Spike Lee's answer to Trump

  • by David-Elijah Nahmod
  • Wednesday August 8, 2018
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Spike Lee's answer to Trump

Based on a true story, director Spike Lee's latest, "BlacKkKlansman" is the tale of Ron Stallworth (John David Washington), a rookie cop in Colorado Springs during the early 1970s. Facing racism within his own department, Stallworth takes on a daunting assignment: he hopes to infiltrate and bring down the KKK. Joining forces with Jewish detective Flip Zimmerman (Adam Driver), the two plan their moves. Stallworth talks to Klan Grand Wizard David Duke (Topher Grace) on the phone, while Zimmerman joins the organization undercover, using Stallworth's name.

The language in "BlacKkKlansman" is not for the faint-hearted. Scenes with Klansmen include some of the most racist and anti-Semitic slurs imaginable, yet both Stallworth and Zimmerman stand their ground, determined to see their mission through. Stallworth and Duke forge a close friendship over the phone, Duke having no idea that he's talking to an African American man. Topher Grace may make viewers' skin crawl with his portrayal of Duke, a handsome, charming white supremacist whose hatred for non-whites simmers just beneath the surface. The look on Stallworth's face shows it's not easy for him to listen to such talk, but he forges on. John David Washington is quite good in this role. He's the son of Oscar winner Denzel Washington, and an up-and-coming talent worth keeping an eye on.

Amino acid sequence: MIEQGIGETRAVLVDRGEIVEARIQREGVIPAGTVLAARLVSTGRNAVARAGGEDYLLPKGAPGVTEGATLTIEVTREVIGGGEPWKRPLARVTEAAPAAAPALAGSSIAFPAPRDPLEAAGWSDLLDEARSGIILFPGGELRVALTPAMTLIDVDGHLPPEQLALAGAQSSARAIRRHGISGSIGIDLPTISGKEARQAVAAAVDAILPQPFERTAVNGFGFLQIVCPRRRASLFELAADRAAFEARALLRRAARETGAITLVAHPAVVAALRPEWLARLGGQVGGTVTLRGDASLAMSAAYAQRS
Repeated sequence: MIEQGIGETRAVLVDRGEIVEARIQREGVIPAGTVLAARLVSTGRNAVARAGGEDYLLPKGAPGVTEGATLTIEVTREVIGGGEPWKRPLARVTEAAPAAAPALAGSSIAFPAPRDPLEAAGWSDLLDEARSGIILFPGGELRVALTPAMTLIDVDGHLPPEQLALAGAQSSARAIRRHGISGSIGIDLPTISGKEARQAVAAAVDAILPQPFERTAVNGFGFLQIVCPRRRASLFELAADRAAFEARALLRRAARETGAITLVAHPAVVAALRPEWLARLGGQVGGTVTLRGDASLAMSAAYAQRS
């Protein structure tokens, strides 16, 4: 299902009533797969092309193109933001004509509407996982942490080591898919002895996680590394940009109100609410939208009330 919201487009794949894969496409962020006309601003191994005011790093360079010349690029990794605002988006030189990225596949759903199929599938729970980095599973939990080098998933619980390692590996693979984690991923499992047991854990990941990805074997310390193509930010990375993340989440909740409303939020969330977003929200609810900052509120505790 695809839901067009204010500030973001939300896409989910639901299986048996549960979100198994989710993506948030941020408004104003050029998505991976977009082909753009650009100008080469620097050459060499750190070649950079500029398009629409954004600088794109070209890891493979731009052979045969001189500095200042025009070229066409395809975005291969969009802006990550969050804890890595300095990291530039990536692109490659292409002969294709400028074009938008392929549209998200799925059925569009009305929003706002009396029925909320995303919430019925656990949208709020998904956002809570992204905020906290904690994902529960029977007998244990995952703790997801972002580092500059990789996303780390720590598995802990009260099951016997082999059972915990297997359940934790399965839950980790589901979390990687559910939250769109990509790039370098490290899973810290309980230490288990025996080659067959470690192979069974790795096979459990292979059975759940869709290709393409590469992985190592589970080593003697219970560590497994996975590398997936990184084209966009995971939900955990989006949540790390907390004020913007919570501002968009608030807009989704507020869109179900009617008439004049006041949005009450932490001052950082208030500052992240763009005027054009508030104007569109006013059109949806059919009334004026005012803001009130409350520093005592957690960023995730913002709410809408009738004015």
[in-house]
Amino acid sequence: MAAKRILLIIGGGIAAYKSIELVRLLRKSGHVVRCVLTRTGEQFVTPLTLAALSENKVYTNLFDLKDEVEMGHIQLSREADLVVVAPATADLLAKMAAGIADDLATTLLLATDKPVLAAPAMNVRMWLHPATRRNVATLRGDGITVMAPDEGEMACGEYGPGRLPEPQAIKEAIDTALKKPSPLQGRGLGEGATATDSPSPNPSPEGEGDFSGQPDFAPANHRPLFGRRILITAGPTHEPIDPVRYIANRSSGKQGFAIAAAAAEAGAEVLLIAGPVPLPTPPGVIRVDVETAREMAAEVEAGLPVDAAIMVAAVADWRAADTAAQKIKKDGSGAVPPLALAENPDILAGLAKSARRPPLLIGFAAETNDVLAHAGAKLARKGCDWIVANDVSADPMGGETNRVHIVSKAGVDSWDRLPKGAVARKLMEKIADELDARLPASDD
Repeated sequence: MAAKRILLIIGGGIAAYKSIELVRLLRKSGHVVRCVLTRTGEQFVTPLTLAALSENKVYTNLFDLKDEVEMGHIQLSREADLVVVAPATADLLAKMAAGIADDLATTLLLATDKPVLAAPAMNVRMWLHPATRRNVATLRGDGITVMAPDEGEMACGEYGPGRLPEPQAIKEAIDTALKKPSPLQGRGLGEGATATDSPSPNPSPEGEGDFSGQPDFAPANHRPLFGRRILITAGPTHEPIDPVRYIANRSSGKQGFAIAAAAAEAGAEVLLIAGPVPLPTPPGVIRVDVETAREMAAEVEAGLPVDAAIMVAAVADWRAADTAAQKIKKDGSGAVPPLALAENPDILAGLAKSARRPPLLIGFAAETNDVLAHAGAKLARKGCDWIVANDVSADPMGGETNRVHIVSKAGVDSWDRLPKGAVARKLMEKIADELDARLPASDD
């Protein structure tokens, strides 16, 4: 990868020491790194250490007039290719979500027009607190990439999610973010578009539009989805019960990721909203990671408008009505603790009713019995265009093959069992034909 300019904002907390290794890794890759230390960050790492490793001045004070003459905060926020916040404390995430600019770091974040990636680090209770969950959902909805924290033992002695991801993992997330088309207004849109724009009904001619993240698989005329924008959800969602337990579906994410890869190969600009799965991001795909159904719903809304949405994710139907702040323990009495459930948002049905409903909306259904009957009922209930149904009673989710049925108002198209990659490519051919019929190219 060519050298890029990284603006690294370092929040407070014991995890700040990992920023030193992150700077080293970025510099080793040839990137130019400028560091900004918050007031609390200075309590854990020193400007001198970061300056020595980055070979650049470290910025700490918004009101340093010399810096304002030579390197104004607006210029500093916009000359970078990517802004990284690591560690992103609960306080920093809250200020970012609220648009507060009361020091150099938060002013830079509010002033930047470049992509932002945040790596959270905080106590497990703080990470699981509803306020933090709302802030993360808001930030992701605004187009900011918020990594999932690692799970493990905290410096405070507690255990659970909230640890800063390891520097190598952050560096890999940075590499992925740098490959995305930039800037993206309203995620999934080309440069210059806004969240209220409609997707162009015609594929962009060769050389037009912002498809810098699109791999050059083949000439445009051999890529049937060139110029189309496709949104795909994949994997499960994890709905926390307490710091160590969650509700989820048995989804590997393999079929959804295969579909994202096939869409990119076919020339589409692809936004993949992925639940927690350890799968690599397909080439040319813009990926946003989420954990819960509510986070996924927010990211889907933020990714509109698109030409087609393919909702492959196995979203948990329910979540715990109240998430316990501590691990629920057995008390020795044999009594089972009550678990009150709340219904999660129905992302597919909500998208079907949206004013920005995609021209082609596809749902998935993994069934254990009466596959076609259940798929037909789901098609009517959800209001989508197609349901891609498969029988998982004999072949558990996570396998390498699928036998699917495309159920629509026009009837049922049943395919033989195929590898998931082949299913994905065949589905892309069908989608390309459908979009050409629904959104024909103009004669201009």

Zimmerman, meanwhile, has so impressed his new "friends" that he's chosen to lead the Klan's local chapter. Adam Driver is superb in these scenes as a Jewish man forced to listen to Holocaust denial and conspiracy theories about Jews. He has to take part in such talk so as not to blow his cover. He's also forced to confront his own Jewish heritage, which he appears to have kept under wraps.

Eventually the two detectives uncover a KKK bomb plot. They must race against time to thwart it. "BlacKkKlansman" is a riveting film from start to finish, a disturbing look inside a dark and ugly world. Spike Lee doesn't attempt to explain the minds of white supremacists. We simply see them for what they are: people whose hatred comes from a place deep within. Who knows where that hate comes from?

Lee made the film as a direct response to the rhetoric of Donald Trump and all the hate it has inflamed. The film concludes with actual footage of the recent violent clashes in Charlottesville, VA, where white supremacists fought with anti-KKK protesters. Heather Hyer, 32, a peaceful protester, was killed during the riots when a white supremacist ran her over with his car. Lee dedicates the film to her memory. (Opens Friday.)